Sexual Health Concerns in Patients With Cardiovascular Disease
Sexual health concerns are common in patients with all types of cardiac disease, including patients with coronary artery disease, patients after a heart attack, those with implantable cardioverter-defibrillators, and patients with chronic heart failure.1–5 In fact, approximately 60% to 90% of patients with chronic heart failure acknowledge sexual dysfunction.2 Heart patients often experience changes in their ability to engage in and enjoy a broad range of sexual activities, which can result in less frequent and less satisfying sexual experiences. Sexual health is an important quality-of-life concern for patients and their partners, and healthcare providers can often help if they are aware of the problem.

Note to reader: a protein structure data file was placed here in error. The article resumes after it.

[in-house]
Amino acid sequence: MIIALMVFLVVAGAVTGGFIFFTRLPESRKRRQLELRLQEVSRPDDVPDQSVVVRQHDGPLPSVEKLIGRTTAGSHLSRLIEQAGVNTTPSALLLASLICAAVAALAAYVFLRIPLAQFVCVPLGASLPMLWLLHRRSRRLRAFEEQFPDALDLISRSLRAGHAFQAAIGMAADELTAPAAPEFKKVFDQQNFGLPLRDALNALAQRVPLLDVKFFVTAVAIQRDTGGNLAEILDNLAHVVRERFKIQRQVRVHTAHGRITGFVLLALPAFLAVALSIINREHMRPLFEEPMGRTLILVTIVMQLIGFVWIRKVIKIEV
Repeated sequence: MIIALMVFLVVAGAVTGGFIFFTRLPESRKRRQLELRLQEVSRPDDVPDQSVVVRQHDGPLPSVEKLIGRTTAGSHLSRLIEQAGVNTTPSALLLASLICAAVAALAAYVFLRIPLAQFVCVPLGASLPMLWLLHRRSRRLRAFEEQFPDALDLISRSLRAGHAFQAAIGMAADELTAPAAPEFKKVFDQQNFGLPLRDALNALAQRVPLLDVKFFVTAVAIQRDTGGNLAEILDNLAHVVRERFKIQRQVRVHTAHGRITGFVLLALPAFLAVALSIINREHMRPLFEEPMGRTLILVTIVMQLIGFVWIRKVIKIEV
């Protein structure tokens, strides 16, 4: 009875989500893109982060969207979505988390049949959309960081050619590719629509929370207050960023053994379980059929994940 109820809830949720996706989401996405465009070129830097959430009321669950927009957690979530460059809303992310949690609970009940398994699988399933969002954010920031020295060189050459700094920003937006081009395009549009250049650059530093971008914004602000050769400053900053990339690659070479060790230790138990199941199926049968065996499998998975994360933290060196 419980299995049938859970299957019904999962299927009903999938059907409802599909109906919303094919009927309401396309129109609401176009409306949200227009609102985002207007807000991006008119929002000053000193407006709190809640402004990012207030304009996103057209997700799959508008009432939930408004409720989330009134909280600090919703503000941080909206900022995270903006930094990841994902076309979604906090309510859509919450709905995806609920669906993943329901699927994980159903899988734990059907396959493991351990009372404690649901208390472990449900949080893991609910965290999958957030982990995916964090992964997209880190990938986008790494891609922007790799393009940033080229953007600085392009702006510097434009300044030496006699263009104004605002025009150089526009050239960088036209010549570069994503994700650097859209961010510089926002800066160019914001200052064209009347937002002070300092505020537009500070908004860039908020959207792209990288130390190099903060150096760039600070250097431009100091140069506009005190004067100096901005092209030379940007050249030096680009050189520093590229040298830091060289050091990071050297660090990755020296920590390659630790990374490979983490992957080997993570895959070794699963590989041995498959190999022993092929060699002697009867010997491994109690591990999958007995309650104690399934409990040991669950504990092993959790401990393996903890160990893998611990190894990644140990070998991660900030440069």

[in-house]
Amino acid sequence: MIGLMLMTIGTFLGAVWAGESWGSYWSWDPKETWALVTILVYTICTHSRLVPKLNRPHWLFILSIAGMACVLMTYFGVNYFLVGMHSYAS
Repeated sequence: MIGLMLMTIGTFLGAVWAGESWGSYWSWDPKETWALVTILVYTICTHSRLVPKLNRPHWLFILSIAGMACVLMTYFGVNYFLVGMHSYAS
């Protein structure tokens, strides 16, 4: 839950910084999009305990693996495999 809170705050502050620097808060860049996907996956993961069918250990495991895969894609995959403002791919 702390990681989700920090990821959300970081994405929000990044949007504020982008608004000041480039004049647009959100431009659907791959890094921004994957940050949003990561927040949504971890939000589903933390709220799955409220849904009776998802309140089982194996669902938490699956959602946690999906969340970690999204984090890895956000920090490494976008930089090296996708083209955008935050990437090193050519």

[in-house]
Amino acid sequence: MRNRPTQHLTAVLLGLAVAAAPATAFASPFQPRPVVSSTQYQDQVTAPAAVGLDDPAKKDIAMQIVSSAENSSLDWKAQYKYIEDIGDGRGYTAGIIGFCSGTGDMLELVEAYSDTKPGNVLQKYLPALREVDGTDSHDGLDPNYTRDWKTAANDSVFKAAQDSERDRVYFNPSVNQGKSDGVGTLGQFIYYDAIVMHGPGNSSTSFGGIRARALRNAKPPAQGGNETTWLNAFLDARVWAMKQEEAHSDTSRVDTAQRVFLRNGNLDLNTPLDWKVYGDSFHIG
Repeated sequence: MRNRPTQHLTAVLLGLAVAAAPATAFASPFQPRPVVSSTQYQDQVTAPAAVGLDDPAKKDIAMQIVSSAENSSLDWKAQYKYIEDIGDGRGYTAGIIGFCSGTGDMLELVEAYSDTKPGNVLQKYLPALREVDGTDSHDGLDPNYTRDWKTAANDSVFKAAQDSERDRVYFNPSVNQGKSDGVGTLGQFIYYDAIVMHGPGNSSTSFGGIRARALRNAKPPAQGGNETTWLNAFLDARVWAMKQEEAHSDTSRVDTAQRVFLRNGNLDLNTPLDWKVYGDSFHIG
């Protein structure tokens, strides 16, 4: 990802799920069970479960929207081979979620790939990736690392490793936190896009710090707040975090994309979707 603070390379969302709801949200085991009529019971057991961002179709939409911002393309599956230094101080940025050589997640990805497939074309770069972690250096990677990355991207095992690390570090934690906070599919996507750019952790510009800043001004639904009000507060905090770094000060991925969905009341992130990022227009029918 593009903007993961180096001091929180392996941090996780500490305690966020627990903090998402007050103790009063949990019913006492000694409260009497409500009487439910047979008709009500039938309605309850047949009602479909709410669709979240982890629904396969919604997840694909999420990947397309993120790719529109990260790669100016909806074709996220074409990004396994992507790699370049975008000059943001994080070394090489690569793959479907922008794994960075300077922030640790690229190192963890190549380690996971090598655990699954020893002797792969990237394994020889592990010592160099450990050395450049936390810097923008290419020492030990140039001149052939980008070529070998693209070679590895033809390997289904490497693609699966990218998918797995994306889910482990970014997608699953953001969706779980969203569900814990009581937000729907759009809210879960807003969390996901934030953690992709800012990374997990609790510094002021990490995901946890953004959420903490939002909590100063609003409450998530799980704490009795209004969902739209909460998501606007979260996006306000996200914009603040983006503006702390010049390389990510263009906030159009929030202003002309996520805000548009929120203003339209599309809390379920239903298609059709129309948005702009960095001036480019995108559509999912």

For men, the most frequently reported sexual problems include reduced sexual desire and difficulty achieving and maintaining an erection.2 Cardiovascular disease and its treatment may also affect a man’s ability to achieve orgasm. Women are more likely to experience decreased sexual desire, problems with orgasm, vaginal dryness, and pain during intercourse.1 See Table 1 for a list of common sexual problems in cardiac patients.
Unfortunately, sexual problems are often not reported and go untreated, and they may negatively affect your physical recovery, emotional well- being, and intimate partner relationships. Moreover, studies suggest that a majority of patients and their partners have questions or concerns about their sexual health.6 Often, these concerns go unexpressed and remain untreated during routine cardiac care. Therefore, the purpose of this patient page is to describe common sexual difficulties, to identify strategies to improve your sexual health, to discuss …